There is plenty of disagreement these days, about everything from sports to politics to church doctrine. From what I have observed, though, while some seem to embrace this conflict (!), I think that a lot of people are just tired of it.
In order to get a break from the chaos and arguments, some people just never bring up subjects where the other person might have a different point of view. By never asking or mentioning it, they avoid all possibility of disagreement. Others cut themselves off from sources where contentious subjects might surface, like social media platforms or certain situations. Still others just “agree to disagree”. On the surface, this latter approach might seem like the most peaceful solution, and I agree that there should be many times when polite people can have different opinions on something, and still get along.
For another perspective, let’s turn over to the second chapter of the book of Galatians (a letter from the apostle Paul to the church in Galatia). By way of context, though, Paul (in chapter 1) has – among other things – talked about his Judaism, and his conversion. Here, we learn that he spent time in Arabia, and only after a period of years did he go to Jerusalem where he met Peter and James. After that, Paul went to Syria and Cilicia, where his reputation as a converted persecutor of Christians seems to have preceded him.
In the second chapter, we learn about another trip that Paul took.
Then after fourteen years, I went up again to Jerusalem, this time with Barnabas. I took Titus along also. I went in response to a revelation and, meeting privately with those esteemed as leaders, I presented to them the gospel that I preach among the Gentiles. I wanted to be sure I was not running and had not been running my race in vain.
Galatians 2:1-2 NIV
So now, about a decade and a half has passed since Paul’s conversion. He has been busy, but he comes back to review his message with those in Jerusalem.
There are a couple of ways of looking at what Paul did, here. One interpretation is that he was double-checking what he had learned from Jesus and what he was preaching. However, once you’ve received a clear message from Jesus Christ, confirmed by miracles from God, you really don’t need anyone else – even an apostle – to agree with you.
Another viewpoint, and one that I guess that I hadn’t thought of, is that Paul wants the entire church to be united on this point of having both Jews and Gentiles in the church. In that sense, Paul is bringing a message and evidence (including witnesses like Barnabus) to those in Jerusalem, to make sure that they can clearly see how God has accepted Gentiles into His kingdom [ref. Boles, cited at the end of this article].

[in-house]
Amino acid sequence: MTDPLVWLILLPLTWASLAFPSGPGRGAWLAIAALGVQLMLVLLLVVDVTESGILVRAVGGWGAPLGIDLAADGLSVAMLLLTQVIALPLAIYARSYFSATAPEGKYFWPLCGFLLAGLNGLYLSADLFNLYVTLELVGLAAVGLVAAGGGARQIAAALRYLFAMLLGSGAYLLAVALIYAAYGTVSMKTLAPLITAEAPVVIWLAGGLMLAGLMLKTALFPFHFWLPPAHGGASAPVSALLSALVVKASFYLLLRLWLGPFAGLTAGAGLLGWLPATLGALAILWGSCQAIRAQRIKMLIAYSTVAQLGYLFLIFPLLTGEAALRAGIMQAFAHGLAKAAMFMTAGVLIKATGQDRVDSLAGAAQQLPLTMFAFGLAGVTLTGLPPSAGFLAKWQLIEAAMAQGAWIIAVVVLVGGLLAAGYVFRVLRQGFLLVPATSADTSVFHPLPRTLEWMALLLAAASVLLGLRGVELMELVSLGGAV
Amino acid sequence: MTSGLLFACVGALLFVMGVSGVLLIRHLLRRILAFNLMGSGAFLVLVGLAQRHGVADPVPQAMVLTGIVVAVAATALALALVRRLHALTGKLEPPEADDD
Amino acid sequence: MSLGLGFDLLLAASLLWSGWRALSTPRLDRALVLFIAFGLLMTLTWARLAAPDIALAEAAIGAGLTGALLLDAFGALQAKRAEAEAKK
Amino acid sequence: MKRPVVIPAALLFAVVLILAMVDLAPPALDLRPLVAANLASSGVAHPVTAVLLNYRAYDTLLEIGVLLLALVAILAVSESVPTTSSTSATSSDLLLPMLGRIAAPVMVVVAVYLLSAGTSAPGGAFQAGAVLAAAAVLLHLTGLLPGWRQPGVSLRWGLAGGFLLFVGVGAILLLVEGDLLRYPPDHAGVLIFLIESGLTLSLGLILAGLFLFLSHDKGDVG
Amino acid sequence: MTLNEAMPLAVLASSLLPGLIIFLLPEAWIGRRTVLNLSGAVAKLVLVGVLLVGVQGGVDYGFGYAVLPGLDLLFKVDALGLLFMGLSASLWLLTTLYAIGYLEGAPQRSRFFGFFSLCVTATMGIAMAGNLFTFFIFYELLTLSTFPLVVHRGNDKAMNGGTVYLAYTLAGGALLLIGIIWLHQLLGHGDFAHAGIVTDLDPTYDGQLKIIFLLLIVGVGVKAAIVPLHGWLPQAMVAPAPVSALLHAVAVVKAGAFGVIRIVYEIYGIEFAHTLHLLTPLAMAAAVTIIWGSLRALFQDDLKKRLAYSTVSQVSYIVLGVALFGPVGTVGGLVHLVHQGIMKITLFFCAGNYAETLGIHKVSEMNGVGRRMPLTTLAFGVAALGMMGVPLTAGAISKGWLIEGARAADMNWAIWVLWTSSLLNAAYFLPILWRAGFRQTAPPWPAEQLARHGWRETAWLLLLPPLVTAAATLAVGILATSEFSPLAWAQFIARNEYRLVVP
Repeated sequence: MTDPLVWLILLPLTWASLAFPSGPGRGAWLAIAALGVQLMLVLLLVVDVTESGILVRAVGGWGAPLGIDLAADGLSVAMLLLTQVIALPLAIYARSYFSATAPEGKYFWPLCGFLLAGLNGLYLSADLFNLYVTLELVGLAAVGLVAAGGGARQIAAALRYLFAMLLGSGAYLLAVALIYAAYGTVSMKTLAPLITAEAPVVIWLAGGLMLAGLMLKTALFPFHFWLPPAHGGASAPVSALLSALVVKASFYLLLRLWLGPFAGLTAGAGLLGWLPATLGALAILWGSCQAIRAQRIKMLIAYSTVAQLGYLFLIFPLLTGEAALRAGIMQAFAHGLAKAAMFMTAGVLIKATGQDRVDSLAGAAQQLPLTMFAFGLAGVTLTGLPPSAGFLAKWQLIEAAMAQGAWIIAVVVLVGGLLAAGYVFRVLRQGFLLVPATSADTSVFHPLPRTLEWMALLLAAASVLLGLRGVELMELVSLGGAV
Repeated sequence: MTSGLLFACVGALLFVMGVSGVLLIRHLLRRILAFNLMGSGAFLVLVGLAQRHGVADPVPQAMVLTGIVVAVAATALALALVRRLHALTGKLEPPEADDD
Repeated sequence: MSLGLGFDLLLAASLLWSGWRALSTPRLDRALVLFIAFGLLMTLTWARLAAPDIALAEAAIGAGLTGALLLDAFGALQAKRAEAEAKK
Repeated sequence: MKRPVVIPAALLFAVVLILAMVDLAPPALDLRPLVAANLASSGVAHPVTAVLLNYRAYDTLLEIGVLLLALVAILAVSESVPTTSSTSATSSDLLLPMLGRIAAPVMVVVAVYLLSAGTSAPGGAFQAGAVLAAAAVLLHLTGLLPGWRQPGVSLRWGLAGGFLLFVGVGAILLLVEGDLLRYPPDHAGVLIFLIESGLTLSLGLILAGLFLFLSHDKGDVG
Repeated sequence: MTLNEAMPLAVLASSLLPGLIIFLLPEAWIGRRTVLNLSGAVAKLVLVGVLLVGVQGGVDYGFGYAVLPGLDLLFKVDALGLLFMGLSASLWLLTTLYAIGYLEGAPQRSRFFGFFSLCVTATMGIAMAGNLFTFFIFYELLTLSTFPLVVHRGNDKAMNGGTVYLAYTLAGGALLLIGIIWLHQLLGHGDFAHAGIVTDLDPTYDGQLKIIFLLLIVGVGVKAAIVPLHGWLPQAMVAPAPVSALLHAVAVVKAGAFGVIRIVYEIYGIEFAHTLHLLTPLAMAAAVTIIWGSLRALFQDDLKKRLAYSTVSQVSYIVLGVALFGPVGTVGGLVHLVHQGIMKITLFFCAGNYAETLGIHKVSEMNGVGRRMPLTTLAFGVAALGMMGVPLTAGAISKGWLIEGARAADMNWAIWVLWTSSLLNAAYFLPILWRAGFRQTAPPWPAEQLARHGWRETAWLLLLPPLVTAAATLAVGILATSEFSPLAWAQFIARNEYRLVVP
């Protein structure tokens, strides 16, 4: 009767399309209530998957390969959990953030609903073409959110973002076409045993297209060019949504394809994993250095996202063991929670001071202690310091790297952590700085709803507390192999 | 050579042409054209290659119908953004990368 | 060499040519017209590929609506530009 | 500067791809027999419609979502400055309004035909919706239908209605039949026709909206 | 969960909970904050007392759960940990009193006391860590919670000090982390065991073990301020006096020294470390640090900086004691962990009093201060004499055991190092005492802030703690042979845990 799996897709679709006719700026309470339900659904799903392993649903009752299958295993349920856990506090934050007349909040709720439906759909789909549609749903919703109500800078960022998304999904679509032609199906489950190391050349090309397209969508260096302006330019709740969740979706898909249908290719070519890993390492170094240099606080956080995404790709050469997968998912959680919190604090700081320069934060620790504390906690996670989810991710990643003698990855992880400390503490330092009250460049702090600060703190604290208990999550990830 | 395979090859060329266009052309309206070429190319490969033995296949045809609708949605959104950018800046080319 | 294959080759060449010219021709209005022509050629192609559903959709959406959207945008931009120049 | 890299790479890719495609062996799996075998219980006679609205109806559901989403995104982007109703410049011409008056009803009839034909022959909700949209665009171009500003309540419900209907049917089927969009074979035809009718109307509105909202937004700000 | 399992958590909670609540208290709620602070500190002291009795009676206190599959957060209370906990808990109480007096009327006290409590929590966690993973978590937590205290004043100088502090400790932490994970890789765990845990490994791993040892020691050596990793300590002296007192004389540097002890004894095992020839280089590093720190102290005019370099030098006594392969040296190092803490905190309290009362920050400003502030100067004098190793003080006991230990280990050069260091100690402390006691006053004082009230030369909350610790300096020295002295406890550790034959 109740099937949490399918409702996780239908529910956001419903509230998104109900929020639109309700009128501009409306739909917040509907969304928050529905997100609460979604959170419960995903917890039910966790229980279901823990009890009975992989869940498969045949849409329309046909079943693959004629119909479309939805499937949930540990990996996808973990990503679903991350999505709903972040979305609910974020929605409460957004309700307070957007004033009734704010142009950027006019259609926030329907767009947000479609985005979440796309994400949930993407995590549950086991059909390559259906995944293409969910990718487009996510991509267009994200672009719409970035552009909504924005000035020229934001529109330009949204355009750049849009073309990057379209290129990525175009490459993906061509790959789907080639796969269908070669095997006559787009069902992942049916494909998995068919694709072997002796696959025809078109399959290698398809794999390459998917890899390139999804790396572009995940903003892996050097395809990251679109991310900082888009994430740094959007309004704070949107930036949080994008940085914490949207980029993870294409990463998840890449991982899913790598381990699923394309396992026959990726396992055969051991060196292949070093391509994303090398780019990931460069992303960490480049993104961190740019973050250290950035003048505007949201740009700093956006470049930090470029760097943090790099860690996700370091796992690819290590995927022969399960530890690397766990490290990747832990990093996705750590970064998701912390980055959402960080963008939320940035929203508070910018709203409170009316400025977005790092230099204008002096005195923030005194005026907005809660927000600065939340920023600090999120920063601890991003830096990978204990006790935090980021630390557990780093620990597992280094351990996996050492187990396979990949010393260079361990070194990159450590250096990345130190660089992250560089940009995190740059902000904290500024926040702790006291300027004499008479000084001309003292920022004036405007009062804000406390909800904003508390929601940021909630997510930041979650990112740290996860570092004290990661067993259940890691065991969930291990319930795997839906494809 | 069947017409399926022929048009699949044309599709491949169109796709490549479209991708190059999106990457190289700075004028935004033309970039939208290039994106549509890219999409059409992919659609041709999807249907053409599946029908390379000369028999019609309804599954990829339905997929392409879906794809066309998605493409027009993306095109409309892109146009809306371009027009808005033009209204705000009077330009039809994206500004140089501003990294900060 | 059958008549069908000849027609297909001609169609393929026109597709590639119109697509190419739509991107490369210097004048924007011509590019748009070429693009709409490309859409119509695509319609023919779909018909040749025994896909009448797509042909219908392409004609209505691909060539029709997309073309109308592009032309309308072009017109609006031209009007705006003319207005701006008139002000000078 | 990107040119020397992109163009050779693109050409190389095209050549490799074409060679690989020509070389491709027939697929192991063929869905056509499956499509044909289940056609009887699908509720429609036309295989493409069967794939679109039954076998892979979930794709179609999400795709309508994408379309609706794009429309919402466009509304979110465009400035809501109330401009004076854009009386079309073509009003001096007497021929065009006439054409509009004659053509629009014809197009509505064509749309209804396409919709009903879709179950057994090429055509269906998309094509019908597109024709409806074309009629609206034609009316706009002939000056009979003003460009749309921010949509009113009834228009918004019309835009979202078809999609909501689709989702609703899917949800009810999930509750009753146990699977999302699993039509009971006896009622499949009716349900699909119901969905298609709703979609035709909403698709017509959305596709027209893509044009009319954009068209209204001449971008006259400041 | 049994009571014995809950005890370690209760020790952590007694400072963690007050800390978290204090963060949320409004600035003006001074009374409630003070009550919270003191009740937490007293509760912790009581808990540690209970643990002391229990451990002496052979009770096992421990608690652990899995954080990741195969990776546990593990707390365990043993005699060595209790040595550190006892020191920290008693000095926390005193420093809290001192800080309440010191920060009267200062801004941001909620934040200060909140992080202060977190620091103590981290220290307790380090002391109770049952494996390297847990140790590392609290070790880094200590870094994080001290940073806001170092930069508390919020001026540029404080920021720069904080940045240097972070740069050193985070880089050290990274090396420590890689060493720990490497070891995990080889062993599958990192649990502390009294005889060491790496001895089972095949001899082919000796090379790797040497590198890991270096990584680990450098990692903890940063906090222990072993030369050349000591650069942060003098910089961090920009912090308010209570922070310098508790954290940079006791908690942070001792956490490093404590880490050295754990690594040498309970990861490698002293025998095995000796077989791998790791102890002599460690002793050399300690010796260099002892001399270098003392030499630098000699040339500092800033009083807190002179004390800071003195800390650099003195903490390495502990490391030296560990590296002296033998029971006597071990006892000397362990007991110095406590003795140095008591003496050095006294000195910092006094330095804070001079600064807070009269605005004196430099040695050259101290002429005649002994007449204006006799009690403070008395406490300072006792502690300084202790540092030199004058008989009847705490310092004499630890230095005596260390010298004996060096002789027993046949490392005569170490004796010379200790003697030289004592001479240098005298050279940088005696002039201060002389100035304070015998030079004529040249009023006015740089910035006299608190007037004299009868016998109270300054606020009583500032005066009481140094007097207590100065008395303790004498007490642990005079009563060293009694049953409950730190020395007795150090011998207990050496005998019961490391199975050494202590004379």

Within Galatians 2, verse 3 and verse 12 make me further believe that the corrupted message that Paul is battling against is that of the Judaizers, since he points out that Titus wasn’t required to become circumcised. By not compelling Titus to do so, those in Jerusalem confirm their agreement with the fact that one doesn’t have to become a Jewish person (nor follow all of the Jewish ceremonial laws) in order to become a follower of Jesus.
And, this fact (that Paul and the leaders in Jerusalem agreed upon) is indeed good news: Salvation is available for everyone, not just for the Jewish people, even though God chose to bring the message (and means) of salvation through His own people.
Going on in verses 7-9, we find other apostles welcoming Paul to continue in his ministry to the Gentiles. While other human beings’ points of view should not keep us from sharing the truth, the fact is that it feels a lot better when you find that other Christ-following people have learned the same thing as you did from the Bible and God’s leading. More importantly, when we can agree on God’s Word in the church, we maintain the unity that Jesus prayed for (see John 11:20-21, cited by Boles).
Paul, plus God, plus the truth, should have been enough, but now Paul wasn’t on his own in accepting non-Jewish people into the church.
So, I’m not looking to create more arguments in this world (see 2 Timothy 2:23), but sometimes we need to be bold enough to talk through a topic where we might not agree with someone. If it’s important enough to the Kingdom of God, it should be important enough for us to discuss it politely at the right time, even if there is some risk to our relationship with another person. Agreement isn’t necessary to teach the truth, but sometimes it can allow us to achieve something even greater than our own convictions.
From Sunday School lesson prepared for August 1, 2021
- The Lookout, August 1, 2021 © 2021 Christian Standard Media.
- Scripture taken from the Holy Bible, NEW INTERNATIONAL VERSION®, NIV® Copyright © 1973, 1978, 1984, 2011 by Biblica, Inc.® Used by permission. All rights reserved worldwide.
- The College Press Commentary, Galatians & Ephesians, by Kenneth L. Boles. College Press Publishing Company, © 1993, p.32-60.